Important here, "[t]he age and maturity exception in the unnumbered provision of Article 13... provides a sufficient basis to deny a petition." Matovski v. Matovski, No. 06 Civ. 4259 (PKC), 2007 WL 2600862, at *9 (citing Blondin v. Dubois, 238 F.3d 153, 167 (2d Cir. 2001)). "In this way, the Convention gives children the possibility of interpreting their own interests." Matovski, 2007 WL 2600862, at *8-9 (citing Hague Convention, Explanatory Report ¶ 30). Although it is conceivable that Respondent would also assert this defense, see Reply to Petition 5, that discrete defense was not listed among Respondent's intended defenses in the June 26 Letter which the parties submitted, reporting on their Court-ordered meet-and-confer. Further, even if Respondent were to assert that defense, D.T.J. is best positioned to assert it herself through her own counsel. And D.T.J.'s counsel has shown a welcome vigor in her initial work in this lawsuit. Unlike Respondent, D.T.J. has indicated an intention to retain a psychological expert, see Motion to Intervene 6, which may assist the Court in assessing D.T.J.'s Article 13 "age and maturity" defense. That retention may also assist the Court in assessing D.T.J.'s Article 12 "now-settled" defense and Article 13 "grave risk" defense.[2] See Hague Convention, arts. 12, 13(b). Further, D.T.J.'s mother, the Respondent, has her own interests and perspective. It is plausible that Respondent, for her own reasons, might refrain from advancing other evidence, or making colorable arguments, that could assist her daughter to establish the Article 12 and 13 defenses.

Finally, as D.T.J.'s counsel points out, "[t]he child has a potential right to immigration remedies which are foreclosed to Respondent, and which have not been explored by Respondent." Motion to Intervene 7. D.T.J.'s counsel represents that she is "actively seeking" retention of an immigration expert. Id. at 6. As to this issue, it is possible that D.T.J.'s and Respondent's interests diverge. For the foregoing reasons, the Court concludes that D.T.J. has met all four prongs required in a motion to intervene as of right.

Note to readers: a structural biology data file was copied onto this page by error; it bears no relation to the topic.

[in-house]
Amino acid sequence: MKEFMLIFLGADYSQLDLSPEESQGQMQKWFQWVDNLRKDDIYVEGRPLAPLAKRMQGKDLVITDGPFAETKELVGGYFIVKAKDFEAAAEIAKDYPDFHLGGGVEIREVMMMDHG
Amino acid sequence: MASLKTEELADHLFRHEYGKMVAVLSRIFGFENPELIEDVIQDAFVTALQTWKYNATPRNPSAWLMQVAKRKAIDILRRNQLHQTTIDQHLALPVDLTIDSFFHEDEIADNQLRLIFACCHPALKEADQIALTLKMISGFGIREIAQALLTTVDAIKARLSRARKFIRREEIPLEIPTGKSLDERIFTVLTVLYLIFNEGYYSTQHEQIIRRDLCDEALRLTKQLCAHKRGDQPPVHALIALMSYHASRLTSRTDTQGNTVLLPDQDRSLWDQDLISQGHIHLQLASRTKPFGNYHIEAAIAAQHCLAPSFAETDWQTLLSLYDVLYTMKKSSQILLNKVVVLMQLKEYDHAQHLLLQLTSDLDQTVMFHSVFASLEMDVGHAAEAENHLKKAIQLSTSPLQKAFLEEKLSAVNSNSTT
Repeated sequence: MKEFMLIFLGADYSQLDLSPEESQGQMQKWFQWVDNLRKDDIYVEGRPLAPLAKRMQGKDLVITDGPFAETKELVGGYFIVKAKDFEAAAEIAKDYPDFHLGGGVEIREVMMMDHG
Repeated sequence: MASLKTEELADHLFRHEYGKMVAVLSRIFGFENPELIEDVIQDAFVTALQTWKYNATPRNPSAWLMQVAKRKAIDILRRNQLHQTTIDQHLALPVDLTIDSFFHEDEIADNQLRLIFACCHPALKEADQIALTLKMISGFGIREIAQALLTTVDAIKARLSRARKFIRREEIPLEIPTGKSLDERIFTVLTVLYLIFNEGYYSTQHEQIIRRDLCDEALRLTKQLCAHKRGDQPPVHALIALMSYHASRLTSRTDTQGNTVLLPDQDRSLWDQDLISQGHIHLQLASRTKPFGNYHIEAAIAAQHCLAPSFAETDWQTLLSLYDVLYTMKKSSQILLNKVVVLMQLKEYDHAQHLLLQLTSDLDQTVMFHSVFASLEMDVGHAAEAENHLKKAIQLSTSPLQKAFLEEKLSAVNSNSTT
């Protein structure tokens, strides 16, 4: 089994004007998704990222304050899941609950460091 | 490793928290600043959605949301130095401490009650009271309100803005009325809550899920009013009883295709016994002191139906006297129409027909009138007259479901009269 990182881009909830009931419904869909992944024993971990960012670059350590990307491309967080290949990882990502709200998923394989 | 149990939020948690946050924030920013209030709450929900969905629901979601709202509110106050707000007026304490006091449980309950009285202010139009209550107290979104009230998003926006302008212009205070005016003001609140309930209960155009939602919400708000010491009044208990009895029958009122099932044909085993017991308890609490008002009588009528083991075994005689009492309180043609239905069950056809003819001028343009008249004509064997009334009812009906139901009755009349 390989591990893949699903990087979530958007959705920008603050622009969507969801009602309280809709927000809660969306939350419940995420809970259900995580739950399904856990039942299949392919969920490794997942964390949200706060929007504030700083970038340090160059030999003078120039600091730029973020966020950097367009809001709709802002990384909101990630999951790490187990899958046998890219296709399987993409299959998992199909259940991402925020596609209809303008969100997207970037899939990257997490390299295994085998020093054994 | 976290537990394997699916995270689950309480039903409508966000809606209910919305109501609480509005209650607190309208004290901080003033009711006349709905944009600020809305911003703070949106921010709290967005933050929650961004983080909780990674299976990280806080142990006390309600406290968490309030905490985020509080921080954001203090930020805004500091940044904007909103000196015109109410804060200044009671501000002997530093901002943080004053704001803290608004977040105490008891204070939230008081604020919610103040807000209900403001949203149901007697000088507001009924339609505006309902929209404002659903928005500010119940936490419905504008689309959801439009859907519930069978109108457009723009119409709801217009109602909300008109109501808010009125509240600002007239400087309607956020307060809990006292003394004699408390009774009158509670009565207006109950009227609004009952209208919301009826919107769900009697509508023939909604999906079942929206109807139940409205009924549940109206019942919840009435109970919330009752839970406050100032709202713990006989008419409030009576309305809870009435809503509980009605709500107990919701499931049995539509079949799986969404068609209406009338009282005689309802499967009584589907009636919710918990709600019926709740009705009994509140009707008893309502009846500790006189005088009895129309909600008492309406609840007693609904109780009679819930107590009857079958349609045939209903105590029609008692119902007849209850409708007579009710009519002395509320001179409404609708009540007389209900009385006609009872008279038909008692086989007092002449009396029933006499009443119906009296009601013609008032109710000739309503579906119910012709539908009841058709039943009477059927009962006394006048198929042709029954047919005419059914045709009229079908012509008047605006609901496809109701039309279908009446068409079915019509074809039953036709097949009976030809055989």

II. Permissive Intervention

D.T.J. has even more clearly met the standard required for a permissive intervention. See Fed.R.Civ.P. 24(b) (court may permit intervention by anyone who "has a claim or defense that shares with the main action a common question of law or fact, " although "court must consider whether the intervention will unduly delay or prejudice the adjudication of the original parties' rights."). A district court has broad discretion under Rule 24(b). See Restor-A-Dent, 725 F.2d at 876. "The requirement of the Rule is satisfied if the applicant shows that representation of his interest may be' inadequate; and the burden of making that showing should be treated as minimal." Trhovich v. United Mine Workers of America, 404 U.S. 528, 538 n.10 (1972) (citation omitted). The interests of D.T.J. in the litigation sufficiently outweigh any potential "costs to allowing the Child to become a party, " see Opposition to Motion to Intervene 6. Moreover, the Court foresees no undue delay caused by the child's intervention: The trial date (June 22, 2013) and the pre-trial schedule, set by the Court mindful of the Convention's expectation that such proceedings conclude "within six weeks from the date of commencement of the proceedings, " Hague Convention, art. II, remains unmodified. Intervention under under Rule 24(b) is, thus, also merited.


D.T.J.'s motion to intervene is granted. The Clerk of Court is directed to add D.T.J., through her next friend Fr. Christian Gobel, as a party to the ...